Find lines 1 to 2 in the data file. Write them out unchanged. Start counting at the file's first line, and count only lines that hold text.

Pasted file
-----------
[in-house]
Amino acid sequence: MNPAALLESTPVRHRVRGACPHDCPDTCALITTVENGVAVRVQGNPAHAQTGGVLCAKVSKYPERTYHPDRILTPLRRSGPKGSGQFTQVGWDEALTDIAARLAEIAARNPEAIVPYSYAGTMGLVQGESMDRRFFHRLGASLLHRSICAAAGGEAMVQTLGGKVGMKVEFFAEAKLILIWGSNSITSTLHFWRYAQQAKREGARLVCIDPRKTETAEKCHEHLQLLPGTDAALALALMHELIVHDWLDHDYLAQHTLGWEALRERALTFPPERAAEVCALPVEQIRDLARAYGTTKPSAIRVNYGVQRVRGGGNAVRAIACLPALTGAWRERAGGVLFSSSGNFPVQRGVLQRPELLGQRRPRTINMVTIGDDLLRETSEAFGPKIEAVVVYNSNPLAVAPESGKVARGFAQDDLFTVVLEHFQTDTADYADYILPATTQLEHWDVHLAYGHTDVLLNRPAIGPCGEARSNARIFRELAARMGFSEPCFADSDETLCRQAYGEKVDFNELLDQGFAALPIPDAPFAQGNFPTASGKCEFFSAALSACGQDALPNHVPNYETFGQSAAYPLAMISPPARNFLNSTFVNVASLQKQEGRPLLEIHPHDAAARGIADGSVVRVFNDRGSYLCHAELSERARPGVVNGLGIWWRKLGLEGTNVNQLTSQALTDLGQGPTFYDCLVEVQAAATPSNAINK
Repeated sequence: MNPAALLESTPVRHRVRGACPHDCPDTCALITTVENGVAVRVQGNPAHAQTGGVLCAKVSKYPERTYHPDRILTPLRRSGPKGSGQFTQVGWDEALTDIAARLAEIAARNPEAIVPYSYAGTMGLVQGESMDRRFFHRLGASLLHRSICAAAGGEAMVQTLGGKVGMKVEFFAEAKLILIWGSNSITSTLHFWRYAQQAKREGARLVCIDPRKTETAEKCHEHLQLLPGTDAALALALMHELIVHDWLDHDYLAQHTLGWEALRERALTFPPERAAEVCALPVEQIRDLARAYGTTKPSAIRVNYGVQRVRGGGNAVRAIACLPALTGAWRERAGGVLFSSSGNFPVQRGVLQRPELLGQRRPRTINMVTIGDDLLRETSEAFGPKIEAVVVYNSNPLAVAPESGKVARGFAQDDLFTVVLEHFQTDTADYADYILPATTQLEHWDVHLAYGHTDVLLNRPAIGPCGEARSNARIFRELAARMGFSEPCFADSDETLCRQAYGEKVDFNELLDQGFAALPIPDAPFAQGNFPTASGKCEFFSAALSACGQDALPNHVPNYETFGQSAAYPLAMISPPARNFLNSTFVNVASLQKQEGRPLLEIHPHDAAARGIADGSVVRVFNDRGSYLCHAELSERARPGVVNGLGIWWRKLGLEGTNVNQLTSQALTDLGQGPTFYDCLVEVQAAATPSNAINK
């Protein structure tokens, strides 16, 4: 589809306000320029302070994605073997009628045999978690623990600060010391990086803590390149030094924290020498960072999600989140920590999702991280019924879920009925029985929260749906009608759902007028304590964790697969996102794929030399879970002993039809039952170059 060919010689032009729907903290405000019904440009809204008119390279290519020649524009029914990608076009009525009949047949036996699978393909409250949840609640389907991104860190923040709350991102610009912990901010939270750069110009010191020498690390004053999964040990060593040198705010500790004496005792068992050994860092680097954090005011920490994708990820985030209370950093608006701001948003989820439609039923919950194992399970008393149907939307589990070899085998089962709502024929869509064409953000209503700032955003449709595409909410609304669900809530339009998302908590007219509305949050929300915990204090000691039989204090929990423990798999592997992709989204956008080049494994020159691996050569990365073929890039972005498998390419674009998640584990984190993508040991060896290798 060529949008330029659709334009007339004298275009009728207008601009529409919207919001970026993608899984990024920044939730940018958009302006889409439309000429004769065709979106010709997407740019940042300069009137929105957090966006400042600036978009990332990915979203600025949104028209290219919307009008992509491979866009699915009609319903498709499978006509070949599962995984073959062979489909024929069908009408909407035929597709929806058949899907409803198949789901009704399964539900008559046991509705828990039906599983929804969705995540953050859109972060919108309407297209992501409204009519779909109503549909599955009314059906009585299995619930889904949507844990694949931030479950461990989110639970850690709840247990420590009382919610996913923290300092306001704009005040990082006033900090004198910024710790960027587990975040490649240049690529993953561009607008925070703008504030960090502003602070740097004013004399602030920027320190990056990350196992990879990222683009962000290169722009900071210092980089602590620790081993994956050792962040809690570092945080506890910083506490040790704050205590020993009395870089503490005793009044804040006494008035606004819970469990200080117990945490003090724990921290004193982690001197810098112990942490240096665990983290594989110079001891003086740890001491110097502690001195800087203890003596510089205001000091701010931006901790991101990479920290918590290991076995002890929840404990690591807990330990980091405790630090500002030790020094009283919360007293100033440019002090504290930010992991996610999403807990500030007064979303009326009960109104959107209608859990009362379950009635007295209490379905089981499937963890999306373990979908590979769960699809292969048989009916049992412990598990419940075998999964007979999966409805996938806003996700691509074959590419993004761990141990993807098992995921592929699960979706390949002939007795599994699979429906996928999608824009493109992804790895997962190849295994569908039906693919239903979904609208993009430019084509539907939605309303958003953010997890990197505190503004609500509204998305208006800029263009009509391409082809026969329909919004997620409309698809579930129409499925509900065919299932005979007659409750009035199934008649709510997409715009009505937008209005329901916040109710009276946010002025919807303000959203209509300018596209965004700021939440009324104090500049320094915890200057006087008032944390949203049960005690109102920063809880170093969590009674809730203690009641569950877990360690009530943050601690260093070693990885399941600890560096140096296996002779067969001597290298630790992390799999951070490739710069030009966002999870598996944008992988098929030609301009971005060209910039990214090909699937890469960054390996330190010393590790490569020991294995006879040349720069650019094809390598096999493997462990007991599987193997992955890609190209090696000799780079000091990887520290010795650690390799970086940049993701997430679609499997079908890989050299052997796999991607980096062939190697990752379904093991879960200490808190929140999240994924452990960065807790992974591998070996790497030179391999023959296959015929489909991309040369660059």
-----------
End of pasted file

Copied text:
[in-house]
Amino acid sequence: MNPAALLESTPVRHRVRGACPHDCPDTCALITTVENGVAVRVQGNPAHAQTGGVLCAKVSKYPERTYHPDRILTPLRRSGPKGSGQFTQVGWDEALTDIAARLAEIAARNPEAIVPYSYAGTMGLVQGESMDRRFFHRLGASLLHRSICAAAGGEAMVQTLGGKVGMKVEFFAEAKLILIWGSNSITSTLHFWRYAQQAKREGARLVCIDPRKTETAEKCHEHLQLLPGTDAALALALMHELIVHDWLDHDYLAQHTLGWEALRERALTFPPERAAEVCALPVEQIRDLARAYGTTKPSAIRVNYGVQRVRGGGNAVRAIACLPALTGAWRERAGGVLFSSSGNFPVQRGVLQRPELLGQRRPRTINMVTIGDDLLRETSEAFGPKIEAVVVYNSNPLAVAPESGKVARGFAQDDLFTVVLEHFQTDTADYADYILPATTQLEHWDVHLAYGHTDVLLNRPAIGPCGEARSNARIFRELAARMGFSEPCFADSDETLCRQAYGEKVDFNELLDQGFAALPIPDAPFAQGNFPTASGKCEFFSAALSACGQDALPNHVPNYETFGQSAAYPLAMISPPARNFLNSTFVNVASLQKQEGRPLLEIHPHDAAARGIADGSVVRVFNDRGSYLCHAELSERARPGVVNGLGIWWRKLGLEGTNVNQLTSQALTDLGQGPTFYDCLVEVQAAATPSNAINK